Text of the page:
Ultrasound findings are those of a simple or complicated cyst, with a well circumscribed, ovoid, anechoic or hypoechoic mass showing posterior acoustic enhancement [6]. The appearance on ultrasound and mammography can be variable depending on the fat and protein content present [1]. Aspiration of a galactocele is both diagnostic and therapeutic.


A fibroadenoma (Fig. 2) is the most common benign solid breast lesion, and results from proliferation of intralobular stroma [7]. Fibroadenomas are hormone sensitive and are therefore expected to grow during pregnancy and breastfeeding due to increased hormone levels, resulting in detection of a previously unnoticed lump [1].

Figure 2.
Click for large image
Figure 2. Hypoechoic mass with well circumscribed margins. Confirmed as a fibroadenoma on histopathology.

The ultrasound appearance is often no different to a fibroadenoma in a non-pregnant or non-lactating woman (hypoechoic, well defined mass), but they may be less conspicuous due to proliferation of surrounding isoechoic glandular tissue. Occasionally, due to rapid growth, a fibroadenoma may have complex features such as cystic spaces and increased vascularity. These lesions may also undergo spontaneous infarction. This can result in imaging findings that are more suspicious such as heterogeneous echotexture and shadowing on ultrasound [8].

A tissue diagnosis is required for presumed fibroadenomata that are solitary and palpable, or that display atypical features on clinical examination or imaging [9].

Lactating Adenoma▴Top 

A lactating adenoma (Fig. 3) is a benign stromal tumour which often presents as a palpable mobile mass with rapid growth during pregnancy. Ultrasound is the imaging modality of choice. The appearance of a lactating adenoma can be almost identical to a fibroadenoma [1]. On ultrasound it often appears as a hypoechoic lesion with well circumscribed or gently lobulated margins, parallel to the skin (wider-than-tall). However, imaging features suggestive of malignancy may be present [1, 10]. In this situation, a tissue sample must also be sought to make a definitive diagnosis.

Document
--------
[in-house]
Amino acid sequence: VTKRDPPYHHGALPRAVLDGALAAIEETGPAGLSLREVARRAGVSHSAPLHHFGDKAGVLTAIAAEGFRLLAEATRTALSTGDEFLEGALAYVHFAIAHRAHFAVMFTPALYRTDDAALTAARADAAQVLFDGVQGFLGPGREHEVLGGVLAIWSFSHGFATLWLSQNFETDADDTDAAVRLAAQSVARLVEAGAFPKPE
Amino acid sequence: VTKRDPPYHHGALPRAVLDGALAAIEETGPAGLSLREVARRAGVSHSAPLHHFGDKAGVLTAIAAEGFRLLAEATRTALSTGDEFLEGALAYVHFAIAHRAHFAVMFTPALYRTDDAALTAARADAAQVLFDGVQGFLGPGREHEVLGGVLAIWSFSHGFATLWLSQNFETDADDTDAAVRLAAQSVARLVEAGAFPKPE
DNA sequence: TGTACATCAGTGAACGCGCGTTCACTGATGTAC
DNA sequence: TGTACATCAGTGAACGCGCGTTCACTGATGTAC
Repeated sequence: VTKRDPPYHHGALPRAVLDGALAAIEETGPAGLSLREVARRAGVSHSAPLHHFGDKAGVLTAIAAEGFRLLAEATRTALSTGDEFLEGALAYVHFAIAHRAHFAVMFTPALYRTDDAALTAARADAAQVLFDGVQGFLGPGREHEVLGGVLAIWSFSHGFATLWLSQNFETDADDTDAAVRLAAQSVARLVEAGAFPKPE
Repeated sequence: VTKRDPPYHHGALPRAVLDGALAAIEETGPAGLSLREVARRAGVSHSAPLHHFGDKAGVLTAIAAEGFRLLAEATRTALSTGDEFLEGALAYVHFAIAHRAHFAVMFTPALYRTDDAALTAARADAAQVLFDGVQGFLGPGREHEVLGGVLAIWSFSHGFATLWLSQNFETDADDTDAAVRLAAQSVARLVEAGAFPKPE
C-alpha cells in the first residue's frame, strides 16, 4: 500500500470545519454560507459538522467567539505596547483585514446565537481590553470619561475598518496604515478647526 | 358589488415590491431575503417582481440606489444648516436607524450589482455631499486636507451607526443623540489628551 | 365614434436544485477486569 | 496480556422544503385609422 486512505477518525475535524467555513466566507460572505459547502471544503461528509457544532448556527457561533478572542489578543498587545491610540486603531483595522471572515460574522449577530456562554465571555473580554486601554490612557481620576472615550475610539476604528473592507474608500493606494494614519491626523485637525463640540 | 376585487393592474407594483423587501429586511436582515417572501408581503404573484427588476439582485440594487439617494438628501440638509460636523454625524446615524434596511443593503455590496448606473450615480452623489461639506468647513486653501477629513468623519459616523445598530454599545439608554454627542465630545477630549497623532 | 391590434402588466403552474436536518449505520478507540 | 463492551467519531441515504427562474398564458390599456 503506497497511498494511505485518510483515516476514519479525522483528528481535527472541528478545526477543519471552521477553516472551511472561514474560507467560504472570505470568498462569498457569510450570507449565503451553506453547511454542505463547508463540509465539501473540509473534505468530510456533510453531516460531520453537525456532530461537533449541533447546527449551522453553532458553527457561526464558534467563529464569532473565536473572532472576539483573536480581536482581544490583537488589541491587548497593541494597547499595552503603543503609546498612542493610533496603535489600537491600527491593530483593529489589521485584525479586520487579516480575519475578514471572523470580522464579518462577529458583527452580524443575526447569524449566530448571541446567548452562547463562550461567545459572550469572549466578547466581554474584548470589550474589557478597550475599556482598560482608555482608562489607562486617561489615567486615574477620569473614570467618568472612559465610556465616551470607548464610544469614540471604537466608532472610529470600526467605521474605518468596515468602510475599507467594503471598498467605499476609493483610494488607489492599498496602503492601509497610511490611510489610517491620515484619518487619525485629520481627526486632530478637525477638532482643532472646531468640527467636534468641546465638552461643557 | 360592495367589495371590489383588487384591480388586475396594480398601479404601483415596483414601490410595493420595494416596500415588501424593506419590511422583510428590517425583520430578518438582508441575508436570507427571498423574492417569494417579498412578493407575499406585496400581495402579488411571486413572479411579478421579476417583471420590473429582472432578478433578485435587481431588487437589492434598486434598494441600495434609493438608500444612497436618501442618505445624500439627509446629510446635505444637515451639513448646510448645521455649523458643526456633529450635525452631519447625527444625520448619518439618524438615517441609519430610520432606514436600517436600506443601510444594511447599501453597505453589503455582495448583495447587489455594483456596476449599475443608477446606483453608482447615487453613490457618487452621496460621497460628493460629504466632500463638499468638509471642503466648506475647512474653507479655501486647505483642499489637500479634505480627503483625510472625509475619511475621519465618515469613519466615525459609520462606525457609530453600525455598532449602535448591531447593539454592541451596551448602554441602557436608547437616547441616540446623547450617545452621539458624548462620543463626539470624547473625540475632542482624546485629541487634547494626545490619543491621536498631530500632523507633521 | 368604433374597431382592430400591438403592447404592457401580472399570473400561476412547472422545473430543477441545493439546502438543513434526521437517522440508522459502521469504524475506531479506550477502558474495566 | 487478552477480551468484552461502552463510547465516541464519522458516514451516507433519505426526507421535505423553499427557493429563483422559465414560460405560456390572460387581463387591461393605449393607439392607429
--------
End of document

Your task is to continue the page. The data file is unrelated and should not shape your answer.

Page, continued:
Figure 3.
Click for large image
Figure 3. Lobulated hypoechoic lesion demonstrating hypervascularity on colour Doppler flow. Histopathology confirmed a lactating adenoma.
Puerperal Mastitis/Abscess Disease▴Top 

Puerperal mastitis is inflammation (Fig. 4a, b) of the breast that occurs during pregnancy, lactation or weaning. It is rare during pregnancy but is relatively common during lactation [1]. A breast abscess is a localised collection of pus within the breast. It often forms as a complication of mastitis however it is estimated that only approximately 5-11% of lactating women with infectious mastitis will develop breast abscesses [4].

Figure 4.
Click for large image
Figure 4. (a and b). This patient was 3 months post-partum and presented with inflammation of the breast. Ultrasound shows a fluid collection in the retroareolar region with hypervascularity of the surrounding tissue. Imaging findings confirmed a retroareolar abscess with mastitis of the adjacent tissue.